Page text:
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Calculate the scalability of carbon dioxide gas, which is CO2 when it's Henry lost. Constant is 8.20 times 10 to the two polarities per atmosphere at a pressure of 3.29 atmospheres. All right, so we need to find solid ability of our gas. So that's s gas, which is co two equals Henry's constant times the pressure of that gas. So we're gonna plug in 8.20 times 10 to the two polarities over atmospheres, Times 3 - nine Atmospheres. Again. You see that? Units will cancel out. And what do we have at the end polarity? So this would come out to be 2.70 times to the three Mueller. So this would be the concentration of carbon dioxide for this particular example? Question.

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Henry's Law Calculations Concept 2

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So now we take a look at Henry's law, at least in terms of the 2.4. We're gonna say the 2.4 Matt Henry's law formula illustrates how changes in pressure yeah, can affect gas solid ability. Now we're gonna say this formula this version is used when dealing with two pressures and with two psy abilities for giving gas Here, we're gonna say with this formula, the units from Saudi ability can be in polarity or they can be in other units. There are in mass per volume. So Henry's law formula the two point form is sly ability, one which is your initial suitability over your initial pressure. P one equals psy ability to so your final side ability, Divided by a final pressure P two. So again, we use this version when we're dealing with two side abilities or two pressures for any given gas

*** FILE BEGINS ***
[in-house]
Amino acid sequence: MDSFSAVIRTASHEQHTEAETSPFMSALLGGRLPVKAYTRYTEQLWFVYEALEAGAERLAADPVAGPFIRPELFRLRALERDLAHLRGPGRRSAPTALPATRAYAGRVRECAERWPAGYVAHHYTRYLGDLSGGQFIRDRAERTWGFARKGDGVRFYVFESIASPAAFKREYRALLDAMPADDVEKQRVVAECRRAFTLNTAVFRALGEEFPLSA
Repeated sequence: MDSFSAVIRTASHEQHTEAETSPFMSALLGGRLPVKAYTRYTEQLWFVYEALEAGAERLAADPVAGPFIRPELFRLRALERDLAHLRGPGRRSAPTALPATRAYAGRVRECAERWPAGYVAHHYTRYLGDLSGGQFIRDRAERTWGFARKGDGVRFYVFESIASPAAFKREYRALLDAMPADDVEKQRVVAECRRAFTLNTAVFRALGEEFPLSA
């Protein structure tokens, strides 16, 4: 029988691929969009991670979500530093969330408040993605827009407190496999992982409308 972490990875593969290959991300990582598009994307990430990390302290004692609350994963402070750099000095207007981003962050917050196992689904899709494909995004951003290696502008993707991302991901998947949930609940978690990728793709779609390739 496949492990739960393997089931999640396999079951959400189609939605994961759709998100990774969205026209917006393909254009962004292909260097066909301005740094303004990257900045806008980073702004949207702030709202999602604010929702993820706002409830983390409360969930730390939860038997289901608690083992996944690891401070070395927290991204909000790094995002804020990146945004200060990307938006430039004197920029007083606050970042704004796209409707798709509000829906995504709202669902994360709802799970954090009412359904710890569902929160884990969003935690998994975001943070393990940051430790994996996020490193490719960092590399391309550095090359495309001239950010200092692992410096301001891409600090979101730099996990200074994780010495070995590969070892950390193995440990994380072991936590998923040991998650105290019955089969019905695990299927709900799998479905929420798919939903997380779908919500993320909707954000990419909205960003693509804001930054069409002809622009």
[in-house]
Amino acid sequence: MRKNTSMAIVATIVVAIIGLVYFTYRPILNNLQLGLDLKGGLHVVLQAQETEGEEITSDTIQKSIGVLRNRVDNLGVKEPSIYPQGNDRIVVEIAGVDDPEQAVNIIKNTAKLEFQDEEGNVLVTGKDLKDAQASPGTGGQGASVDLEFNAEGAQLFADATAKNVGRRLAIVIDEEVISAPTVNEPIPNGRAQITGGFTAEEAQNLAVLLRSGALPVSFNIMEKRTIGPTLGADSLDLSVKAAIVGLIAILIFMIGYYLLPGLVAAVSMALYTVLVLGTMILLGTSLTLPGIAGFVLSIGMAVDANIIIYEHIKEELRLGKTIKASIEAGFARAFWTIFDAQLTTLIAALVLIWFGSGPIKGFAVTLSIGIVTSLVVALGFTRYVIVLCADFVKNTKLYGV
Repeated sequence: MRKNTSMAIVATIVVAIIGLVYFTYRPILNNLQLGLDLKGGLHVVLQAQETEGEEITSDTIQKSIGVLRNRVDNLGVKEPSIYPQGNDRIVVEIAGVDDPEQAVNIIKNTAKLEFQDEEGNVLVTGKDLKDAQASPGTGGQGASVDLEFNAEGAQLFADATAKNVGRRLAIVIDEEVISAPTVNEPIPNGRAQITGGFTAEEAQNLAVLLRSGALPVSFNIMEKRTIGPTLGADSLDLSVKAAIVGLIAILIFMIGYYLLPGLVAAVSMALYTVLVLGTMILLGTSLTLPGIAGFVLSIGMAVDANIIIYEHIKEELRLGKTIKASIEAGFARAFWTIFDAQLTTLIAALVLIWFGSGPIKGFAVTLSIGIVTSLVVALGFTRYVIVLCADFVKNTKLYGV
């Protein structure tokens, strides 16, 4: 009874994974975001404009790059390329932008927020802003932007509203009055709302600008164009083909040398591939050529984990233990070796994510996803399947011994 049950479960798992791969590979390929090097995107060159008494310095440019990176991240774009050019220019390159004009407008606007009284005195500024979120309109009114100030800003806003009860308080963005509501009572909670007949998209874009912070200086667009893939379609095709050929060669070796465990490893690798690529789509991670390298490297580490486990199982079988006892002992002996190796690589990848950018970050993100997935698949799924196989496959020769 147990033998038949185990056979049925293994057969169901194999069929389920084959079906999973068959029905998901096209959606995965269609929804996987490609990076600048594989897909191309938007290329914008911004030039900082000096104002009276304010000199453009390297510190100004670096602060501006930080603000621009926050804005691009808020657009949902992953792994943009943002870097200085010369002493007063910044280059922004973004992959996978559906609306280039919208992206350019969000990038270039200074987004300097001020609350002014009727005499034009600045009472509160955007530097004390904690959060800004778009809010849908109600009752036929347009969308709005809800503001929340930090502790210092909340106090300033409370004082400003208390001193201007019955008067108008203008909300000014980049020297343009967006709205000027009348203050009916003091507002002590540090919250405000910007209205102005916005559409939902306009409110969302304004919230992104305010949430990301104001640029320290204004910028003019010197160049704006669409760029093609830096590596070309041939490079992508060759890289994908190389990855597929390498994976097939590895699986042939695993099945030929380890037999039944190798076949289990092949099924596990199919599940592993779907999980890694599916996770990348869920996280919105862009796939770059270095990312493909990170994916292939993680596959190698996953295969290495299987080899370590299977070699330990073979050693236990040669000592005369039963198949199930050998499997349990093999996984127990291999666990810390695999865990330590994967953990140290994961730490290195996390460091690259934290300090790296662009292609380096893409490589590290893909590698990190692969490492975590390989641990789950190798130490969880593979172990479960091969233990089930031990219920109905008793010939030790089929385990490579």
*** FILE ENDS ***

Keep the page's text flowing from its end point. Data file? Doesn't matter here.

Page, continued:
The 2 Point Form of Henry's Law Formula is used when dealing with 2 pressures and 2 solubilities of a given gas.

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Henry's Law Calculations Example 2